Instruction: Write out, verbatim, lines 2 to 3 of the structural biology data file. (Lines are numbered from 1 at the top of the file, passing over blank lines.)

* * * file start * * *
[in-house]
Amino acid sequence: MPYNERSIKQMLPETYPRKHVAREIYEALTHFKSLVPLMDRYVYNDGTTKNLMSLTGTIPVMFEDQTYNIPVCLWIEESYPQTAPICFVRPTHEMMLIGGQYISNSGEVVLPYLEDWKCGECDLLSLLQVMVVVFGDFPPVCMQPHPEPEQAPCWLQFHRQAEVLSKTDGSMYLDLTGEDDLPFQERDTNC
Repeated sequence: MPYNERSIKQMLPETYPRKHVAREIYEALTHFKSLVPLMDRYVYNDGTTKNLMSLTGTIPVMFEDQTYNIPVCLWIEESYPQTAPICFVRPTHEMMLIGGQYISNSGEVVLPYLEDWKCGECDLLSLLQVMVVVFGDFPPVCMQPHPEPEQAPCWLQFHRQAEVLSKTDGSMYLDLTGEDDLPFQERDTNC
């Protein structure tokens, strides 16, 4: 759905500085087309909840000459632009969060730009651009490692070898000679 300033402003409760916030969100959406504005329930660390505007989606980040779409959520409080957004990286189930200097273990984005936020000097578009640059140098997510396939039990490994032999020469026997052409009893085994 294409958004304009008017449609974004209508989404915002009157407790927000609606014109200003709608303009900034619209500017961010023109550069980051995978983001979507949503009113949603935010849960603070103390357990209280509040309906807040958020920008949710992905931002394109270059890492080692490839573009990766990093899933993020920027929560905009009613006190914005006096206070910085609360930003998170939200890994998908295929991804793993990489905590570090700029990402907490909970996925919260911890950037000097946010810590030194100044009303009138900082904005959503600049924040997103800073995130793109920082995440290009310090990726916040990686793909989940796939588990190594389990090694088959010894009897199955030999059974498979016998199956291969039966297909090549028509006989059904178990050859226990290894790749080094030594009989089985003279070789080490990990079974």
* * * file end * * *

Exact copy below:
Amino acid sequence: MPYNERSIKQMLPETYPRKHVAREIYEALTHFKSLVPLMDRYVYNDGTTKNLMSLTGTIPVMFEDQTYNIPVCLWIEESYPQTAPICFVRPTHEMMLIGGQYISNSGEVVLPYLEDWKCGECDLLSLLQVMVVVFGDFPPVCMQPHPEPEQAPCWLQFHRQAEVLSKTDGSMYLDLTGEDDLPFQERDTNC
Repeated sequence: MPYNERSIKQMLPETYPRKHVAREIYEALTHFKSLVPLMDRYVYNDGTTKNLMSLTGTIPVMFEDQTYNIPVCLWIEESYPQTAPICFVRPTHEMMLIGGQYISNSGEVVLPYLEDWKCGECDLLSLLQVMVVVFGDFPPVCMQPHPEPEQAPCWLQFHRQAEVLSKTDGSMYLDLTGEDDLPFQERDTNC